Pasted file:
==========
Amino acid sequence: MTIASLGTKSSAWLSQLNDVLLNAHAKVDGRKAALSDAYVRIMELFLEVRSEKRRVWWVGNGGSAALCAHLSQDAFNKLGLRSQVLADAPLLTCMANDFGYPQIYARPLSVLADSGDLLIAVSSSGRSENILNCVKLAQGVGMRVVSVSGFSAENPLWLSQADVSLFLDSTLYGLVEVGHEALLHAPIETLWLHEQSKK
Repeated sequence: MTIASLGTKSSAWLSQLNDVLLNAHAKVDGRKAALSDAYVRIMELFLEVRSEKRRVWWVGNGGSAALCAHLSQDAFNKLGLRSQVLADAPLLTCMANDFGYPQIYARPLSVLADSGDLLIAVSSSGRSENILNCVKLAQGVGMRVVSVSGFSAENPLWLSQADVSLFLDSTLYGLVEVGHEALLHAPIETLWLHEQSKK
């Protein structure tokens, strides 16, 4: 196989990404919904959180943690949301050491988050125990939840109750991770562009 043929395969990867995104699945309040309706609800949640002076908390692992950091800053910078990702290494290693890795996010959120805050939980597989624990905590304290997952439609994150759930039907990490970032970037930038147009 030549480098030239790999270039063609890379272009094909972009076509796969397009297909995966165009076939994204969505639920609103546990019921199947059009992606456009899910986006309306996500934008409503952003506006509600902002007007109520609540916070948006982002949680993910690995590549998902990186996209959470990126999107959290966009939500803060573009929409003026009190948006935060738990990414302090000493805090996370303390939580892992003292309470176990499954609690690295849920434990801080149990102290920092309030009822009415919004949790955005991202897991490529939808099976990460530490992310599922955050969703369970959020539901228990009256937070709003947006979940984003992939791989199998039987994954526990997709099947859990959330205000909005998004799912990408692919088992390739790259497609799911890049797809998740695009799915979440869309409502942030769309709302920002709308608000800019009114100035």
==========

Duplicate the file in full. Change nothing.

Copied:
Amino acid sequence: MTIASLGTKSSAWLSQLNDVLLNAHAKVDGRKAALSDAYVRIMELFLEVRSEKRRVWWVGNGGSAALCAHLSQDAFNKLGLRSQVLADAPLLTCMANDFGYPQIYARPLSVLADSGDLLIAVSSSGRSENILNCVKLAQGVGMRVVSVSGFSAENPLWLSQADVSLFLDSTLYGLVEVGHEALLHAPIETLWLHEQSKK
Repeated sequence: MTIASLGTKSSAWLSQLNDVLLNAHAKVDGRKAALSDAYVRIMELFLEVRSEKRRVWWVGNGGSAALCAHLSQDAFNKLGLRSQVLADAPLLTCMANDFGYPQIYARPLSVLADSGDLLIAVSSSGRSENILNCVKLAQGVGMRVVSVSGFSAENPLWLSQADVSLFLDSTLYGLVEVGHEALLHAPIETLWLHEQSKK
């Protein structure tokens, strides 16, 4: 196989990404919904959180943690949301050491988050125990939840109750991770562009 043929395969990867995104699945309040309706609800949640002076908390692992950091800053910078990702290494290693890795996010959120805050939980597989624990905590304290997952439609994150759930039907990490970032970037930038147009 030549480098030239790999270039063609890379272009094909972009076509796969397009297909995966165009076939994204969505639920609103546990019921199947059009992606456009899910986006309306996500934008409503952003506006509600902002007007109520609540916070948006982002949680993910690995590549998902990186996209959470990126999107959290966009939500803060573009929409003026009190948006935060738990990414302090000493805090996370303390939580892992003292309470176990499954609690690295849920434990801080149990102290920092309030009822009415919004949790955005991202897991490529939808099976990460530490992310599922955050969703369970959020539901228990009256937070709003947006979940984003992939791989199998039987994954526990997709099947859990959330205000909005998004799912990408692919088992390739790259497609799911890049797809998740695009799915979440869309409502942030769309709302920002709308608000800019009114100035």